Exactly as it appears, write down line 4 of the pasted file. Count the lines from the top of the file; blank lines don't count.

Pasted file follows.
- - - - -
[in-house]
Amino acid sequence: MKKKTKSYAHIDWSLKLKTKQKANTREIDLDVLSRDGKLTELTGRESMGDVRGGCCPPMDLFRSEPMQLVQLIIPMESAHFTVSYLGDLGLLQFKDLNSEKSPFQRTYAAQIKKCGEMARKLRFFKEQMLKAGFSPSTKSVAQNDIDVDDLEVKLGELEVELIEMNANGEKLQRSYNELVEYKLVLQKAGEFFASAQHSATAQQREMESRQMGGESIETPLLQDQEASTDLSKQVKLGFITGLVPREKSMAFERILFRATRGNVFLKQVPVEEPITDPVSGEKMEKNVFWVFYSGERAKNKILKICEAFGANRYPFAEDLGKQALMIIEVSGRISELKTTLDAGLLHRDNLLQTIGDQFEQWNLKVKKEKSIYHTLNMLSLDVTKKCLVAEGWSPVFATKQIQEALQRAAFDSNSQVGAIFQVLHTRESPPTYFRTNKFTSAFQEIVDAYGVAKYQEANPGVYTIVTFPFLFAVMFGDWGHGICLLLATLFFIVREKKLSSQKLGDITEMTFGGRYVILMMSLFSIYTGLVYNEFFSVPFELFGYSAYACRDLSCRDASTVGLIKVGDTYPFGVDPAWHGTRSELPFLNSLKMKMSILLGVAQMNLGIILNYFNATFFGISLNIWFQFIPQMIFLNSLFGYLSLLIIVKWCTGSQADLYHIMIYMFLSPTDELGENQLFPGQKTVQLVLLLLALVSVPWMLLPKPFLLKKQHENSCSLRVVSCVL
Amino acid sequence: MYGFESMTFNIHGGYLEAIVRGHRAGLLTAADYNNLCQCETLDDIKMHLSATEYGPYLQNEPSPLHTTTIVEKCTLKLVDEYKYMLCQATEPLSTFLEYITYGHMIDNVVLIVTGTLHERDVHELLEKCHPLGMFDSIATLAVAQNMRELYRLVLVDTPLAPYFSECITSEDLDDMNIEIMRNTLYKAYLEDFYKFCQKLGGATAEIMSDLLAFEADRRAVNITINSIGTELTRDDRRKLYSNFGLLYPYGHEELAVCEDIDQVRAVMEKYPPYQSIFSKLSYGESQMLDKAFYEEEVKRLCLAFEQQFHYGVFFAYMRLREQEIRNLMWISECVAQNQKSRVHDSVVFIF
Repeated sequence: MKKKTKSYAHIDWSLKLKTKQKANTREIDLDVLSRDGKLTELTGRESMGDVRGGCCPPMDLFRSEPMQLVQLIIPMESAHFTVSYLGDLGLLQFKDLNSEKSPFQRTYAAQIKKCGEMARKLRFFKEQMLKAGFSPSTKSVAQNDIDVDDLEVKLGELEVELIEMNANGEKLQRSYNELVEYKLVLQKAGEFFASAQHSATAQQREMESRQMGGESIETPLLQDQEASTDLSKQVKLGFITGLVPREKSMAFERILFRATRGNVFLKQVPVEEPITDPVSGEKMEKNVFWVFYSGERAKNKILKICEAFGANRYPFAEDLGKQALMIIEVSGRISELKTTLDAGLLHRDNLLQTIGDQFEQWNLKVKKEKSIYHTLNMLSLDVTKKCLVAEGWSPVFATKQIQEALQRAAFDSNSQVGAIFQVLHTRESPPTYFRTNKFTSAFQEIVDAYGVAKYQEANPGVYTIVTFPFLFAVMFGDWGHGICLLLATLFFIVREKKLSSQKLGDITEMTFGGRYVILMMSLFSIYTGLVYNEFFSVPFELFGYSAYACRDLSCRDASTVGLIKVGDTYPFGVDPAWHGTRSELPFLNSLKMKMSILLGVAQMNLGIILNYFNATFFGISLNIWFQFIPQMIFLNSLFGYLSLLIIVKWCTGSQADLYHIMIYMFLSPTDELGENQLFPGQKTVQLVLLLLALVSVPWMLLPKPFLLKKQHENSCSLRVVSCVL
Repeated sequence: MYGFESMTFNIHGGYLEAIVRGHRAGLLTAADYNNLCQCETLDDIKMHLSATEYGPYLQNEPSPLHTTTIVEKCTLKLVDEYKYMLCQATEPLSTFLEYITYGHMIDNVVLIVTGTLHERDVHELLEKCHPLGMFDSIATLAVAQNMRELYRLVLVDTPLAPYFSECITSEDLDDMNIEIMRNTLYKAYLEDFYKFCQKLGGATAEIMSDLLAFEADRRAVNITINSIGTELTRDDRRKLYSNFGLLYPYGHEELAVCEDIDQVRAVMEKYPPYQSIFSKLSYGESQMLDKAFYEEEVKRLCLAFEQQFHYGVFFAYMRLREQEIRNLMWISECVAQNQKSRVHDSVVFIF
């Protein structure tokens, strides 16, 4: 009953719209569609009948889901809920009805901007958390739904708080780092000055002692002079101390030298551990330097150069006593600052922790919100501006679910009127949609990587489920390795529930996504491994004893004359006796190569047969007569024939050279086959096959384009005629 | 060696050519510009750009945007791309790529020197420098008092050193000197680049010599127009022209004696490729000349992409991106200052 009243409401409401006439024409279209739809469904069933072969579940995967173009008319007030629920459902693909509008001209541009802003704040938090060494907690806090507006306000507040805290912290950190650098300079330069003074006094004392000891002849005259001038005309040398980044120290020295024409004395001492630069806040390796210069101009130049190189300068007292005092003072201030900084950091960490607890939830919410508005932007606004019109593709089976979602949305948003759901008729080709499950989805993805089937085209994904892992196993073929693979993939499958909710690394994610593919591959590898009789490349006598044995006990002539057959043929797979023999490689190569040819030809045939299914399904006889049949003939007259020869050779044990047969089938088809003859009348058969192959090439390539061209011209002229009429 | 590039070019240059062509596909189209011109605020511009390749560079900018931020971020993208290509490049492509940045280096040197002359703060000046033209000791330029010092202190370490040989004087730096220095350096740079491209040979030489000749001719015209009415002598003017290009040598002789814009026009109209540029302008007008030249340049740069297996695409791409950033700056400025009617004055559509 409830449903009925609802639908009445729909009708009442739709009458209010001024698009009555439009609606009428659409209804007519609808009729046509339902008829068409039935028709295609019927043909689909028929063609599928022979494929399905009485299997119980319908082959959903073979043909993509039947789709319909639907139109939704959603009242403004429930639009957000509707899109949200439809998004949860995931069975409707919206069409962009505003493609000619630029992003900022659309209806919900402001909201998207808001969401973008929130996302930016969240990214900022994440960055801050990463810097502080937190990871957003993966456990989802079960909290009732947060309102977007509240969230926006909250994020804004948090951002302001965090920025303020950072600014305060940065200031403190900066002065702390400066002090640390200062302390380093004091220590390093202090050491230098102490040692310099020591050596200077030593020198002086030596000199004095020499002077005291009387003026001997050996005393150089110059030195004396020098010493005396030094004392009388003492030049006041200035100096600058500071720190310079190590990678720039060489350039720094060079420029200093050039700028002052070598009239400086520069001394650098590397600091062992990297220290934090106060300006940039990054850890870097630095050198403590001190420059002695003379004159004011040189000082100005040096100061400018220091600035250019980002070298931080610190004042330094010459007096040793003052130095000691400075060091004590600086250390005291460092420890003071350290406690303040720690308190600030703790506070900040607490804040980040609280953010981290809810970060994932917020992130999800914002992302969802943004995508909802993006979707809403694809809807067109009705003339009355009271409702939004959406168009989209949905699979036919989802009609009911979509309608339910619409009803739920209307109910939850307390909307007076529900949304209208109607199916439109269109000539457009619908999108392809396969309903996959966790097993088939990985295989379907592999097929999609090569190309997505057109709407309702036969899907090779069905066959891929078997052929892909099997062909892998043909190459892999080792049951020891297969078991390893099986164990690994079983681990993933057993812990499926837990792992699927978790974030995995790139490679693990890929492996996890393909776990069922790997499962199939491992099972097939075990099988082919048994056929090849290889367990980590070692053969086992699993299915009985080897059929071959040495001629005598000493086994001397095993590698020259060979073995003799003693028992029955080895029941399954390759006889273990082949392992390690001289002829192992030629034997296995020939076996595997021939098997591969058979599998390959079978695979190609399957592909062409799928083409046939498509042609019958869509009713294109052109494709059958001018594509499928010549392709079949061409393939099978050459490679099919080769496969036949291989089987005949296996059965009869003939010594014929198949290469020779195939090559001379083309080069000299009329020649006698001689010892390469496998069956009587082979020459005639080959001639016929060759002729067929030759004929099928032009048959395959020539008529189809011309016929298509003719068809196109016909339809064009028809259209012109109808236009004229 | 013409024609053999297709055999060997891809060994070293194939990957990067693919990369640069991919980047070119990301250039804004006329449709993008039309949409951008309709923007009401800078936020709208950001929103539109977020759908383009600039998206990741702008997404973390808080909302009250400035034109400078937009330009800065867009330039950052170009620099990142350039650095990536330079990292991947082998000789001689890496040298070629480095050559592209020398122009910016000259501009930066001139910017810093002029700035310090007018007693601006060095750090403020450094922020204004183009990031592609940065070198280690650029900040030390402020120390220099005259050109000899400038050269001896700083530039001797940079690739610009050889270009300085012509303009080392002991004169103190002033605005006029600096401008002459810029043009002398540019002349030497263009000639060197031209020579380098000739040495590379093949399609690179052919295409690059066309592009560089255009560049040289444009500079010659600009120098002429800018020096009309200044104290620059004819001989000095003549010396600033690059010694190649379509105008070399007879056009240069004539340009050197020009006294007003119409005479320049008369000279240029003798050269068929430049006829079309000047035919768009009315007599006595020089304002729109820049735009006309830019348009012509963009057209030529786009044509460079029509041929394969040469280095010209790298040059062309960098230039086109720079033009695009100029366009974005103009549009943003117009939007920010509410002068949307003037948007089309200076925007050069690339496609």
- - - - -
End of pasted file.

Repeated sequence: MKKKTKSYAHIDWSLKLKTKQKANTREIDLDVLSRDGKLTELTGRESMGDVRGGCCPPMDLFRSEPMQLVQLIIPMESAHFTVSYLGDLGLLQFKDLNSEKSPFQRTYAAQIKKCGEMARKLRFFKEQMLKAGFSPSTKSVAQNDIDVDDLEVKLGELEVELIEMNANGEKLQRSYNELVEYKLVLQKAGEFFASAQHSATAQQREMESRQMGGESIETPLLQDQEASTDLSKQVKLGFITGLVPREKSMAFERILFRATRGNVFLKQVPVEEPITDPVSGEKMEKNVFWVFYSGERAKNKILKICEAFGANRYPFAEDLGKQALMIIEVSGRISELKTTLDAGLLHRDNLLQTIGDQFEQWNLKVKKEKSIYHTLNMLSLDVTKKCLVAEGWSPVFATKQIQEALQRAAFDSNSQVGAIFQVLHTRESPPTYFRTNKFTSAFQEIVDAYGVAKYQEANPGVYTIVTFPFLFAVMFGDWGHGICLLLATLFFIVREKKLSSQKLGDITEMTFGGRYVILMMSLFSIYTGLVYNEFFSVPFELFGYSAYACRDLSCRDASTVGLIKVGDTYPFGVDPAWHGTRSELPFLNSLKMKMSILLGVAQMNLGIILNYFNATFFGISLNIWFQFIPQMIFLNSLFGYLSLLIIVKWCTGSQADLYHIMIYMFLSPTDELGENQLFPGQKTVQLVLLLLALVSVPWMLLPKPFLLKKQHENSCSLRVVSCVL